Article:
Governing Home Working

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home worker

Governing Home Working

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In this short analyst note we discuss the importance of Information Governance in a world of home and hybrid working.

I had the pleasure recently of leaving my home office and driving to a TV studio to be interviewed by Alfresco CEO Jay Bhatt.  A chance to take the mask off and reconnect, albeit in a limited and safe manner with another person was quite literally a breath of fresh air. Both during and after our on-camera discussion I thought about our industry being too aggressive about the positives of remote working and less sanguine about its genuine drawbacks. For sure the future will have more people working from home, but let’s not forget those that can’t or don’t want to work from home. Some of the over-optimism comes from the fact we already work in a bubble and what is normal in the tech bubble is abnormal in other sectors. Moreover, though the tech sector is a vital component of today’s commercial world, the vast majority of workers are not in the tech sector. They live in the ‘real world’.

Commuting to the office is not just something employers wanted, it is something many workers wanted and needed as not everyone is comfortable with their home lives being conflated with their work lives.  Add to this the fact that many workers don’t spend all day in offices, they are in the field working with facilities, products, customers, and citizens. Either way, there will be more home and hybrid working environments, that’s a given. As such, our information, collaboration, and process management systems will all need to be adapted to manage a much more hybrid environment, issues such as governance, though long ignored will need to be addressed.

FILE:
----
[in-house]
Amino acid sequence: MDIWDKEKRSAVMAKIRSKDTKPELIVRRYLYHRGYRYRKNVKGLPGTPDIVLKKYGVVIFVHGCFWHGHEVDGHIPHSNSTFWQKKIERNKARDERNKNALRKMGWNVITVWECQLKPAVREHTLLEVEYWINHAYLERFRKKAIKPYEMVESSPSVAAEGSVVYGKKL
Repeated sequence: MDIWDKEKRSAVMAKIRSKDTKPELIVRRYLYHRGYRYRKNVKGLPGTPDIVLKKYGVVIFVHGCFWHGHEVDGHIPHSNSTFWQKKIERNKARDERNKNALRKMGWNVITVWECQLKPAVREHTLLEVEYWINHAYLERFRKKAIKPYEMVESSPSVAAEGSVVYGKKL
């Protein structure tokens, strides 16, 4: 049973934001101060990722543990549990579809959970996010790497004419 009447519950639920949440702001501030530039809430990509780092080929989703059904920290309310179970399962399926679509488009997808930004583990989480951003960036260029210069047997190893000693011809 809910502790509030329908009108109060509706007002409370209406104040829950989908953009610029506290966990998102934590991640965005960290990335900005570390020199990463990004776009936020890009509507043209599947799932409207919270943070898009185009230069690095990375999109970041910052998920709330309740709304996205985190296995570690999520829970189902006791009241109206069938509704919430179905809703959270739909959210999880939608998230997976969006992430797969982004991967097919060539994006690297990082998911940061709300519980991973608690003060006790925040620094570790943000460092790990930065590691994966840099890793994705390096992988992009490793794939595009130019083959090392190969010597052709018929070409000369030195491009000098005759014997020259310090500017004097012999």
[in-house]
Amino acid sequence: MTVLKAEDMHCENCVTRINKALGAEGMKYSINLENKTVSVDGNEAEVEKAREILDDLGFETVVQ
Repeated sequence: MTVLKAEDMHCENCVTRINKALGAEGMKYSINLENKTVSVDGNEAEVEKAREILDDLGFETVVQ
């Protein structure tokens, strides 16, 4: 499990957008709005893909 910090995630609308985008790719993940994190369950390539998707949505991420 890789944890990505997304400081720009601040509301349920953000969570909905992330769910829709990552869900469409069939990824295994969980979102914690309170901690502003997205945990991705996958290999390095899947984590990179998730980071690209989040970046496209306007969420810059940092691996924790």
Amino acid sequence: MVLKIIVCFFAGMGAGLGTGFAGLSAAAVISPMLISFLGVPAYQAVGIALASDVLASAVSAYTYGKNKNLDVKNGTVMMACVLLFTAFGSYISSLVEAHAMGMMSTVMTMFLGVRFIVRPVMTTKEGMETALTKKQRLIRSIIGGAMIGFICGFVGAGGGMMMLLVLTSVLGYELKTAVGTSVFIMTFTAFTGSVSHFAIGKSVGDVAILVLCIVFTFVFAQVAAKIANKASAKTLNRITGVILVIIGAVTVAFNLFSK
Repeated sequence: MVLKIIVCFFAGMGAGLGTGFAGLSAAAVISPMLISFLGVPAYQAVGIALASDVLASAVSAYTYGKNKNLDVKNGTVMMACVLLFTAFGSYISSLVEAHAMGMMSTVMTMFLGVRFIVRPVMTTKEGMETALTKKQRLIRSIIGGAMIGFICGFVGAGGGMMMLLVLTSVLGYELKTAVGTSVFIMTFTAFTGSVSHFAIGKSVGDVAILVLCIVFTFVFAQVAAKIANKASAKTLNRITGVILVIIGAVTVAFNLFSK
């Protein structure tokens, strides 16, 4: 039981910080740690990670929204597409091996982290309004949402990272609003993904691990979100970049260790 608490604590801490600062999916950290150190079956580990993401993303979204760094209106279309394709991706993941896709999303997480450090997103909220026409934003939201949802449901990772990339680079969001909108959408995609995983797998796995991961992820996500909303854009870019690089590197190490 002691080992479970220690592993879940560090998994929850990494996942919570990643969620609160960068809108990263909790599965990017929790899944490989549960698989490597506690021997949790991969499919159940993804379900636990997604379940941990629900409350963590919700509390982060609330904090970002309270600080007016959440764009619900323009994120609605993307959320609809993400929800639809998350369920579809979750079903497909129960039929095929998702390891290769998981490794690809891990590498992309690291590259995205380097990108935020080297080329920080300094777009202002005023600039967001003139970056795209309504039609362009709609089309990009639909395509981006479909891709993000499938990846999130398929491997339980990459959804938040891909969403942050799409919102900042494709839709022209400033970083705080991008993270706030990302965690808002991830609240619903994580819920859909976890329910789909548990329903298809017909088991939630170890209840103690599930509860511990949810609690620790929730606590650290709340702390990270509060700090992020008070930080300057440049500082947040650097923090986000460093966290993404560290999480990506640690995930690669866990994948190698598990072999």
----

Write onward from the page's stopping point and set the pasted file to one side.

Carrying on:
Information Governance has always been a critical activity but in reality, few do it well. The pressure to manage and secure access to information will increase substantially over the coming months and years. Systems designed to restrict access to information often assumed workers would be situated in secure environments (the office). Those workers are now accessing that same information or at least trying to, in insecure home environments. This is not just a potential problem, it already is a problem, employees working from home are viewing sensitive information in non-secure situations and are in direct conflict with regulations such as HIPAA and GDPR. The Covid-19 crisis may mean the world is turning a blind eye, but that won’t continue.

We can argue the merits of access security in Box versus Microsoft – OpenText or Alfresco versus IBM till we are blue in the face, but the fact is that almost all information management vendors provide this kind of functionality – but its not used well at all by end-users. Yet access security is essential, and today there is very little granularity applied to access from home, rather the inclination has been to give access to everything to home workers. As my friend, Rich Lauwers pointed out to me, at a minimum that firms use their VITAL records designation as a filter for providing remote access and establishing business ownership for knowing what to grant access to. He is right but how many firms even that designation in place?

Governance has never been a hot topic, or rather it has been briefly and repeatedly – typically after any major financial or criminal situation hits the headlines. This time around the focus on Governance needs to be sustained, and much of it can be automated. But truly getting a grip on information mountains and tidal waves will take a long time. Short term fixes will need to be undertaken even if that is just to ensure that the remaining, distributed and new workforce post-pandemic doesn’t continue to cross uncrossable lines. Be those lines secure access to information or managing the dog, cat, or unexpected neighbor whilst on a Zoom call.

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